RF introduced the weekend workshops by announcing that we would be exploring the system of vinyasa, which I think is one of the most confusing terms in yoga today. Vinyasa is often used to indicate a style of yoga, somewhat interchangeable with the term Power Flow as a style. Most teachers teaching this style will say it is movement with breath. As a system, it is derivative of the Ashtanga system as taught by Patabhois Jois.
Right now, there is a lot of discussion over the system from the historical perspective. I will refer you to Grimmlys site who has studied and blogged about this extensively.
Jois, along with Desikachar, Iyengar, and Ramaswami, among a few others, are considered to have brought the teachings of Krishamacharya out of the East and to the West. The teachings of Vinyasa are inherent in all of their teachings, but do not necessarily match up to what the West considers Vinyasa. I would assume a student of Power Vinyasa is not going to recognize what they consider to be Vinyasa in Ramaswami’s teachings of Vinyasa Krama, yet this form is recognizable in the other styles.
So going into this weekend, I already know that the Vinayasa system RF is teaching is within the form of Primary and Intermediate Series of Ashtanga yoga, but the system he brings into Vinyasa includes all of the subtle practices into the physical form.
The Hatha Yoga Pradipika says that the practice of asana is bringing about the union of the prana and apana vayu systems. The union of these systems allows the central channel of shushumna to open, allowing the energy of kundalini to rise through the seventh chakra, which is the eighth limb of samadhi.
In order to do this energy as to go UP. How? Through the bandhas, breath, and drishti. You have to go through a few limbs to get there.
This is probably a little more than you learn in your average yoga class, no matter what “style” or dogma you are attracted to. A lot of teachers know these systems, but the Vinyasa system pulls them altogether. So they are married! (RFs lecture on the marriage of the pubic bone to the coccyx into the marriage bed of mula bhanda while trying to avoid mother in law sacrum is hilarous.) But the point is that all the physical centers have subtle components so when I posted about EXPERIENCE yesterday that is what I meant.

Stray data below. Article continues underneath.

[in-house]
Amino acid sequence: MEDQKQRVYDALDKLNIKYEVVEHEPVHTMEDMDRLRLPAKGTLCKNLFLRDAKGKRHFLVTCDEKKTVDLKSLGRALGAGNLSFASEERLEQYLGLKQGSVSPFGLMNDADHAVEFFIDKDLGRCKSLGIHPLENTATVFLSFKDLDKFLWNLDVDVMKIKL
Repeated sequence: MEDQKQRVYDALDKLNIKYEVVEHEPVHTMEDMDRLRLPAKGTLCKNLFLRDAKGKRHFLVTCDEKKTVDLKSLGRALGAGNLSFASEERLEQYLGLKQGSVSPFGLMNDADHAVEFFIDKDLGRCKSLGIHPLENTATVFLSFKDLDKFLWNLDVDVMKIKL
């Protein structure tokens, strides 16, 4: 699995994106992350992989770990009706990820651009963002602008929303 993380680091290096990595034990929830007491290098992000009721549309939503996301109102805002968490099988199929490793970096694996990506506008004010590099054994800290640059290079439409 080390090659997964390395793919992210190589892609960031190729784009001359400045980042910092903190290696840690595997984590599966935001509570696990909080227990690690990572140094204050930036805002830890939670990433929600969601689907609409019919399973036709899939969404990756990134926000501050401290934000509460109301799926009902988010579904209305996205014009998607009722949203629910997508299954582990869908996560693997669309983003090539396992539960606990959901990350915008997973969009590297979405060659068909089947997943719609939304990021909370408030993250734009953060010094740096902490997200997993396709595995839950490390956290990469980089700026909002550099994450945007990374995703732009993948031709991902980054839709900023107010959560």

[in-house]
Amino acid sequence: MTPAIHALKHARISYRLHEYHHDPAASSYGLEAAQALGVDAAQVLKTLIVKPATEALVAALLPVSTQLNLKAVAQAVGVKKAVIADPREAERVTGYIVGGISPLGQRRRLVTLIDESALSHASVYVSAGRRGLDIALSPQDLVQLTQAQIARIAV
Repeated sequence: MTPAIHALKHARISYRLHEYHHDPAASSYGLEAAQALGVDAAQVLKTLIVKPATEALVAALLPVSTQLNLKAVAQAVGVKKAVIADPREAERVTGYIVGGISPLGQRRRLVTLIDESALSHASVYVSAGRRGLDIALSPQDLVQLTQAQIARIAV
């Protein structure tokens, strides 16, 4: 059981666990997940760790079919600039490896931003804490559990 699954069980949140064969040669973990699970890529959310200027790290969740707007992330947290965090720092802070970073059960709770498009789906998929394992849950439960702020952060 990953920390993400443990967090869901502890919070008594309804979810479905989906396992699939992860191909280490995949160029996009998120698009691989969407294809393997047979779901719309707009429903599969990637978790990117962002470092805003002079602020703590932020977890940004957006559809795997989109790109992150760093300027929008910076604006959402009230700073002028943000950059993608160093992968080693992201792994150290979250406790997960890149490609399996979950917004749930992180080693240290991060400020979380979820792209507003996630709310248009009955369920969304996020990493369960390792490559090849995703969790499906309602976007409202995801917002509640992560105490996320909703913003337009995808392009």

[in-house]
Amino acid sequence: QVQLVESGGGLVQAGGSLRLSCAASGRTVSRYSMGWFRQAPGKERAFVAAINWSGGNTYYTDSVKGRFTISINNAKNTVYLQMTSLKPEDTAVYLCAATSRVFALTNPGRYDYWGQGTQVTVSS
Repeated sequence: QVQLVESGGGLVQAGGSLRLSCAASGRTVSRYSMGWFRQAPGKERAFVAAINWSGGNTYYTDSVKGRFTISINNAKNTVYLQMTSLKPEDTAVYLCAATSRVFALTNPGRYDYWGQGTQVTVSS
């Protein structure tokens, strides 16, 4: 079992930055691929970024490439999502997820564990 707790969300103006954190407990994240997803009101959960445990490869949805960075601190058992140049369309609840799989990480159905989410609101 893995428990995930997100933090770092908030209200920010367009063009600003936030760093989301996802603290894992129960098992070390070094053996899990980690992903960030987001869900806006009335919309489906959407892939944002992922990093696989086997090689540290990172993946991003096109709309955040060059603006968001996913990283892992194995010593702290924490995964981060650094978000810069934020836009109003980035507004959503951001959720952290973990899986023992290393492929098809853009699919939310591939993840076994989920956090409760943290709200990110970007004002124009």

RF says often during workshops, you won’t get this today. The elusive bandhas. I tell students often that teachers will teach and remind you of bandhas often and then one day YOU will experience and that is what it is.
RF pretty much teaches this through the first three movements of Sun Sal As, ekam dve trini. You can go home after that.
I seldom go to a workshop or go through a week of blog reading without coming up with a discussion or lecture on chatarunga dandasana. I think most students and many teachers have a hard time with this pose and this weekend someone asked and RFs answer is that hands next to heart, heart open, shoulder down, and no shoulder blade wings. Also no tilting into the anterior deltoids. Check.
At that point I could have raised my hands and say but sir Gregor Maehle says that the hands are supposed to be lower with elbows over wrist. Which is the correct form?
RF addressed that. This is the first time I heard chataranga distinguished between A and B. According to RF, Krishamacharya devised Chataranga B, the version with hands further back as some sort of torture workout, one your trainer might give you, to hold for a long series of breaths, like maybe 10. Chat A is the Surya Namaskar version to moved into on the exhale from trini, also known as chatrvaari.
I have a few pictures to show but am not feeling that well today. I will upload them tomorrow.